Matching family tree profiles for William Osborne Goode
About William Osborne Goode
William O. Goode of Mecklenburg County graduated from the College of William and Mary in 1819, studied law, and was admitted to the bar and began practice in Boydton in 1821. He was a member of the House of Delegates, 1822-23, 1824-33, 1839-41, 1845-47 (resigned as Speaker December 31, 1846), 1852-53; the Constitutional Conventions of 1829 and 1850; and the U.S. House of Representatives, 1841-43, 1853-59. He was chairman of the Congressional Committee for the District of Columbia. While he was Speaker of the House, the Clerk was George Wythe Munford. On many occasions in Congress, in the Virginia Assembly and in State Conventions, he spoke ardently on behalf of gradual emancipation of enforced servitude.
I unveiled his portrait by Catharine S. Rice on October 7, 1983 in the House Chamber at the State Capitol in Richmond, Va.
From The South Hill Enterprise article dated October 12, 1983 following the unveiling of the portrait on Oct 7, 1983 from Dr. Shelton H. Short III's presentation:
"William O. Goode, life-long resident of Mecklenburg County, Virginia, was born at "Ingleside" in 1798 and died at "Wheatland" in 1859, both tobacco, wheat and horse raising plantations near Boydton, Virginia. He was the son of John Chesterfield Goode who served in the Virginia House of Delegates, and Lucy Herbert Claiborne, whose cousin became Governor of Louisiana. He was widowed twice and fathered eleven children. His first wife was the daughter of Governor and Mrs. Littleton Tazewell of Williamsburg. His second wife was Sarah Maria Massie of "Blue Rock" in Nelson County, Virginia, granddaughter of war for independence battle hero, Major Thomas Massie, at Yorktown in 1781. William O. Goode studies law at the College of William and Mary. During the 1830s and 1840s he served in the Virginia House of Delegates and became its speaker at a time when all of present West Virginia was included within the Old Dominion. During the 1840s and 1850s, up until his death just prior to the war of 1861-1865, he served in the U.S. Congress and was chairman of the District of Columbia Committee. At the Virginia Constitutional Convention of 1830 he sponsored a plan for gradual reducement of enforced servitude. A gentleman who was far ahead of his times. Although an Anglican-Episcopalian by faith, Methodists named him to the first Randolph-Macon College Board of Trustees and he wrote their original charter about 1829. He donated land at "Wheatland" for St. James' Episcopal Church as long as the land was used for religious purposes. The church, in 1842, was moved to Boydton, the land thus reverting back to "Wheatland".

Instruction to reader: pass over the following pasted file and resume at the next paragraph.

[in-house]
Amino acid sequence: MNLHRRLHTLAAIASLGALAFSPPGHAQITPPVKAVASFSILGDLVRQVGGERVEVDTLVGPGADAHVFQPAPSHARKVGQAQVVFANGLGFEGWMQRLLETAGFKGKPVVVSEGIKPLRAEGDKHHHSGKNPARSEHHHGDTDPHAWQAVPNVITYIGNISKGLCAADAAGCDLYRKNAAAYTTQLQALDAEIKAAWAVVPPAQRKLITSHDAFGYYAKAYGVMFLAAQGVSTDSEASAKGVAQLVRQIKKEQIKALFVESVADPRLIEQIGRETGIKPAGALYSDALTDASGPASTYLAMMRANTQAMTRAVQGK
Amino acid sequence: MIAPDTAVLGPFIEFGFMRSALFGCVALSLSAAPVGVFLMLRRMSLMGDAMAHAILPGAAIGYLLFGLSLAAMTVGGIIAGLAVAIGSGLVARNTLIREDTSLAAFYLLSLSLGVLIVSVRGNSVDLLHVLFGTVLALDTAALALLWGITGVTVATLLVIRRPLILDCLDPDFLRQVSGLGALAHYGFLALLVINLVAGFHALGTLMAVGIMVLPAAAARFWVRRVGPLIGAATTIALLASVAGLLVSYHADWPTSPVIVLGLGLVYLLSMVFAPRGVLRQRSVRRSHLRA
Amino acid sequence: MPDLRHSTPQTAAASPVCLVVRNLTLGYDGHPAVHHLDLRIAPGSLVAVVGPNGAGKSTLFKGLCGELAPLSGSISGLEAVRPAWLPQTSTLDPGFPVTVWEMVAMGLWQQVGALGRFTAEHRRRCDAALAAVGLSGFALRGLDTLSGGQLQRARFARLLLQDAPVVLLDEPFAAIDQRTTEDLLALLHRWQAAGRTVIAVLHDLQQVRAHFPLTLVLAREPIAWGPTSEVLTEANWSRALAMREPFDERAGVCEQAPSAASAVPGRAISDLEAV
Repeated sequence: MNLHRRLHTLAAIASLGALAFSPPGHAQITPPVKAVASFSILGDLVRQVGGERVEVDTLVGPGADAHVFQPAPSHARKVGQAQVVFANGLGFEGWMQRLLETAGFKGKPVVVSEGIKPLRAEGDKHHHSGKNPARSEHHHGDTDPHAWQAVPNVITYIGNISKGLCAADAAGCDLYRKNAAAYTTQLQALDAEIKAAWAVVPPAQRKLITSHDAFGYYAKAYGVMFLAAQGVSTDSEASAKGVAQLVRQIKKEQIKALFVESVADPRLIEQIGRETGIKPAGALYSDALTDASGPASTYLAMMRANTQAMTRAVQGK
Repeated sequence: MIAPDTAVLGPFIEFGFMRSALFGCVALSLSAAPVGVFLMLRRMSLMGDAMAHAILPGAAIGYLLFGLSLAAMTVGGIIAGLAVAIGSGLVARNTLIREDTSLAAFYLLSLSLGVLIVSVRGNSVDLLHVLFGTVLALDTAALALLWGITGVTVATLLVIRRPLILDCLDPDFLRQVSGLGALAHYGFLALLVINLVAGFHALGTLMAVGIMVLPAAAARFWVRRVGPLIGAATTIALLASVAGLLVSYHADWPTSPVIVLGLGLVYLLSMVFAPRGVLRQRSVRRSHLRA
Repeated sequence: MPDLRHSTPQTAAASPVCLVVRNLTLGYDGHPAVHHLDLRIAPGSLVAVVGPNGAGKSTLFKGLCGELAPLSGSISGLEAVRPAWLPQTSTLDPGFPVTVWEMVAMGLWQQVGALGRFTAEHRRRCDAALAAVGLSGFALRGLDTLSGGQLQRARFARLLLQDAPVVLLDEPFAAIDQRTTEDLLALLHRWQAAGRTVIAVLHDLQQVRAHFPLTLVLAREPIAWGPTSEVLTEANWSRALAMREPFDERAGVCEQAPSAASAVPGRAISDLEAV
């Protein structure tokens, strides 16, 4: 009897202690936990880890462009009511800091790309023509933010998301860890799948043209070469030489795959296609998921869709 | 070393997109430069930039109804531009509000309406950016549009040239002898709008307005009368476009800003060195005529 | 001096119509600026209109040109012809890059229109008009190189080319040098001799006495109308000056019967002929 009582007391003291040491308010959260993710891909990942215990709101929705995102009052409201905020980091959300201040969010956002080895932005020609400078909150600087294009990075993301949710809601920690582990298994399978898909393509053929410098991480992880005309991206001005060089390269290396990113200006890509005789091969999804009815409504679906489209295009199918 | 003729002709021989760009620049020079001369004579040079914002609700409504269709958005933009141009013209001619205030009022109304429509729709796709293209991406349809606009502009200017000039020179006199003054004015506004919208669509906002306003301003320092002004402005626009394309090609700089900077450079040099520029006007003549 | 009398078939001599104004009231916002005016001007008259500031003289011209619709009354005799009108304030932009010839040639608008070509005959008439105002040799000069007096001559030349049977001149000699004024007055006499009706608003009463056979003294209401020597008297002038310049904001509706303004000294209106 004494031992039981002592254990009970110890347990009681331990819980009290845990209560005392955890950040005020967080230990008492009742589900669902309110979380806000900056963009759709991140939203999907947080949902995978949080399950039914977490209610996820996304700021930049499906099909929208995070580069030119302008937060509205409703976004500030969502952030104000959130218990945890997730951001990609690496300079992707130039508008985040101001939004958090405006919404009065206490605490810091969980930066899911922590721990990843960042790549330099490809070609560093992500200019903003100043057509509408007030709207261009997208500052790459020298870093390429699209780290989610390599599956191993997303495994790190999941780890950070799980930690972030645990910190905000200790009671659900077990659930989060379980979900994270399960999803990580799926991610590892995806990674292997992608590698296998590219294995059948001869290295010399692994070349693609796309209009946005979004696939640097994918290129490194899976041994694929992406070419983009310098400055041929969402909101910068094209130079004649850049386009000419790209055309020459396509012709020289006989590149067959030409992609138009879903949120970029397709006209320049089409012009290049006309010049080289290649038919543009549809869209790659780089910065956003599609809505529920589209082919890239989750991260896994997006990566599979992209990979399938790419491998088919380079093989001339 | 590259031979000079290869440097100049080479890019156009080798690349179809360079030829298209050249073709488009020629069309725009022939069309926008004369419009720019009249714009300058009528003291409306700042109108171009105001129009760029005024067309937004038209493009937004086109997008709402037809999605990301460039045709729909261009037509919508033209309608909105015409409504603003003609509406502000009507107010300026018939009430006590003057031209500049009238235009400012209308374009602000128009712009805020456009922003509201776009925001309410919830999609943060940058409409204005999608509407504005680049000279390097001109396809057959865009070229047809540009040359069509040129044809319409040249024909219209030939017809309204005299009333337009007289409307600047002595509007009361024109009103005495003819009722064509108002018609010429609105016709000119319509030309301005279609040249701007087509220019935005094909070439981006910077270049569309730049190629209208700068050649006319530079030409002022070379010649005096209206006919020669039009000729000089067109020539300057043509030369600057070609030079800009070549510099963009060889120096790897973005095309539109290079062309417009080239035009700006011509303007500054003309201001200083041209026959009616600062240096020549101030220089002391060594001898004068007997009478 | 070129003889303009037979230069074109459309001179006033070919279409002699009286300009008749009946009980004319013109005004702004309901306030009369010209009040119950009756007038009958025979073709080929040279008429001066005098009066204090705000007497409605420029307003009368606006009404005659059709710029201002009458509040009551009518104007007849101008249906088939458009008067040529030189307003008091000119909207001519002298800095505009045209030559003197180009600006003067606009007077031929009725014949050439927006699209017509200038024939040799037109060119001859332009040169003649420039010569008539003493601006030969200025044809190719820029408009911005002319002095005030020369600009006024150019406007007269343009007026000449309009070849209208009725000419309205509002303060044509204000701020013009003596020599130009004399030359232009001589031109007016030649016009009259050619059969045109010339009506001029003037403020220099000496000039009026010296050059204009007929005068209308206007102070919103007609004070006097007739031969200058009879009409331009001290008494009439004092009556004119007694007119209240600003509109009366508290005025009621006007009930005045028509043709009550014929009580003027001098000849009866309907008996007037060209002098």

US Congressman. Born in Inglewood, Mecklenburg County, Virginia, he was an 1819 graduate of the College of William and Mary and from 1821 maintained a law practice in Boydton. He later purchased an estate in the area, which he called "Wheatland". Bewteen 1822 and 1852 he served 14 terms in the State House of Delegates (three of them as Speaker), and was a member of the State Constitutional Conventions in 1829, 1830, and 1850. Throughout his legislative career Goode was active in debates on slavery, advocating gradual emancipation, and this stance impacted his fortunes on the national stage. His first run for the US House of Representatives (1832) ended in defeat. In 1840 he was elected as a Democrat to represent Virginia's 4th District in the Twenty-Seventh Congress, serving from 1841 to 1843, but was subsequently not renominated by his party. Only during the 1850s, with Congress bitterly divided between North and South, abolitionists and pro-slavers, were Osborne's moderate views more welcome to that body. He won election to the Thirty-Third and three succeeding Congresses, serving from 1853 until his death in Boydton. He died before taking his seat in the Thirty-Sixth Congress and would not see the slavery issue decided by the Civil War. A cenotaph in his memory was erected at Congressional Cemetery in Washington, DC. (bio by: Bobb Edwards)
About Cedar Crest 1571 Jefferson Street, Boydton, VA 23917 (private home)
William Osborne Goode, son of John Chesterfield Goode, built Cedar Crest in 1821. William Goode, a College of William and Mary graduate, was licensed to practice law in Mecklenburg in 1821. He served as state and national representative. His political career began in 1822 when he was elected to the Virginia House of Delegates. He died in 1859 while serving in the United States Congress.